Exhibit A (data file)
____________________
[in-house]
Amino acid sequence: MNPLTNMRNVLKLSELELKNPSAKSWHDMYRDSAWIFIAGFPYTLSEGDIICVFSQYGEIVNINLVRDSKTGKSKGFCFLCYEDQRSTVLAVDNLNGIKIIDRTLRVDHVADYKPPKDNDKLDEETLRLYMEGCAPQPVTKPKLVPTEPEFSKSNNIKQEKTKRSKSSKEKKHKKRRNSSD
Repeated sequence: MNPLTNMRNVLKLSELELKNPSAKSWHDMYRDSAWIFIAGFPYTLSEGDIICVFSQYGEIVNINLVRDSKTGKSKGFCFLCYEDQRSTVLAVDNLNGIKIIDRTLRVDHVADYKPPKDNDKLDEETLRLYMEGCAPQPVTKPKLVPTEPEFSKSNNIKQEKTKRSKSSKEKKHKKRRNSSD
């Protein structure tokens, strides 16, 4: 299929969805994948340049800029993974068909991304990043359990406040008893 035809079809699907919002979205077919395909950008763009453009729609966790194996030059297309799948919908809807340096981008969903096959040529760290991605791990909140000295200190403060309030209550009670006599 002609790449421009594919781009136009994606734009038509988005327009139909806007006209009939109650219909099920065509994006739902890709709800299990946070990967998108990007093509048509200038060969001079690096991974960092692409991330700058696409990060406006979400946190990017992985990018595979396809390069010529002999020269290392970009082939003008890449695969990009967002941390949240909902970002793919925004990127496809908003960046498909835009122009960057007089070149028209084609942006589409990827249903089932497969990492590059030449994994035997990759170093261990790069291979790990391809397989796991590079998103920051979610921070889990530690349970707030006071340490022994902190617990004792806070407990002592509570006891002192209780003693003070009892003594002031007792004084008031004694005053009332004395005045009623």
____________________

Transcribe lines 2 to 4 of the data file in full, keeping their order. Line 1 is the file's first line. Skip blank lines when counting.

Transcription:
Amino acid sequence: MNPLTNMRNVLKLSELELKNPSAKSWHDMYRDSAWIFIAGFPYTLSEGDIICVFSQYGEIVNINLVRDSKTGKSKGFCFLCYEDQRSTVLAVDNLNGIKIIDRTLRVDHVADYKPPKDNDKLDEETLRLYMEGCAPQPVTKPKLVPTEPEFSKSNNIKQEKTKRSKSSKEKKHKKRRNSSD
Repeated sequence: MNPLTNMRNVLKLSELELKNPSAKSWHDMYRDSAWIFIAGFPYTLSEGDIICVFSQYGEIVNINLVRDSKTGKSKGFCFLCYEDQRSTVLAVDNLNGIKIIDRTLRVDHVADYKPPKDNDKLDEETLRLYMEGCAPQPVTKPKLVPTEPEFSKSNNIKQEKTKRSKSSKEKKHKKRRNSSD
């Protein structure tokens, strides 16, 4: 299929969805994948340049800029993974068909991304990043359990406040008893 035809079809699907919002979205077919395909950008763009453009729609966790194996030059297309799948919908809807340096981008969903096959040529760290991605791990909140000295200190403060309030209550009670006599 002609790449421009594919781009136009994606734009038509988005327009139909806007006209009939109650219909099920065509994006739902890709709800299990946070990967998108990007093509048509200038060969001079690096991974960092692409991330700058696409990060406006979400946190990017992985990018595979396809390069010529002999020269290392970009082939003008890449695969990009967002941390949240909902970002793919925004990127496809908003960046498909835009122009960057007089070149028209084609942006589409990827249903089932497969990492590059030449994994035997990759170093261990790069291979790990391809397989796991590079998103920051979610921070889990530690349970707030006071340490022994902190617990004792806070407990002592509570006891002192209780003693003070009892003594002031007792004084008031004694005053009332004395005045009623």